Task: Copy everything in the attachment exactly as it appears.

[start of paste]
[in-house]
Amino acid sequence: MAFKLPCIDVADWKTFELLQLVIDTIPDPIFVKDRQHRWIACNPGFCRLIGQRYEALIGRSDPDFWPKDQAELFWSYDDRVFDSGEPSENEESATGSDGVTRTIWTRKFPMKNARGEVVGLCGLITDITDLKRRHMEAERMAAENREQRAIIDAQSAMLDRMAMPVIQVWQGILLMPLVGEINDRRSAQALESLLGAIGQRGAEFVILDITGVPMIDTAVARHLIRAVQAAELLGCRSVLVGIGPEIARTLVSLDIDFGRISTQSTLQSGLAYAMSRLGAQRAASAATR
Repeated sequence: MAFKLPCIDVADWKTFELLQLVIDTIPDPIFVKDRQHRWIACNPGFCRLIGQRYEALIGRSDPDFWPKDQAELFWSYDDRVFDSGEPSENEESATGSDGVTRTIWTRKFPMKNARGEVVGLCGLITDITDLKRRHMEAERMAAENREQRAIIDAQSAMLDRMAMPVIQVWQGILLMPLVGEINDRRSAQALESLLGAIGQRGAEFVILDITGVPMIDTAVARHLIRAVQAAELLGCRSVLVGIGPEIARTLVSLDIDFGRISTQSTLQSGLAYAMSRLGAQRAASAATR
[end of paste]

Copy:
[in-house]
Amino acid sequence: MAFKLPCIDVADWKTFELLQLVIDTIPDPIFVKDRQHRWIACNPGFCRLIGQRYEALIGRSDPDFWPKDQAELFWSYDDRVFDSGEPSENEESATGSDGVTRTIWTRKFPMKNARGEVVGLCGLITDITDLKRRHMEAERMAAENREQRAIIDAQSAMLDRMAMPVIQVWQGILLMPLVGEINDRRSAQALESLLGAIGQRGAEFVILDITGVPMIDTAVARHLIRAVQAAELLGCRSVLVGIGPEIARTLVSLDIDFGRISTQSTLQSGLAYAMSRLGAQRAASAATR
Repeated sequence: MAFKLPCIDVADWKTFELLQLVIDTIPDPIFVKDRQHRWIACNPGFCRLIGQRYEALIGRSDPDFWPKDQAELFWSYDDRVFDSGEPSENEESATGSDGVTRTIWTRKFPMKNARGEVVGLCGLITDITDLKRRHMEAERMAAENREQRAIIDAQSAMLDRMAMPVIQVWQGILLMPLVGEINDRRSAQALESLLGAIGQRGAEFVILDITGVPMIDTAVARHLIRAVQAAELLGCRSVLVGIGPEIARTLVSLDIDFGRISTQSTLQSGLAYAMSRLGAQRAASAATR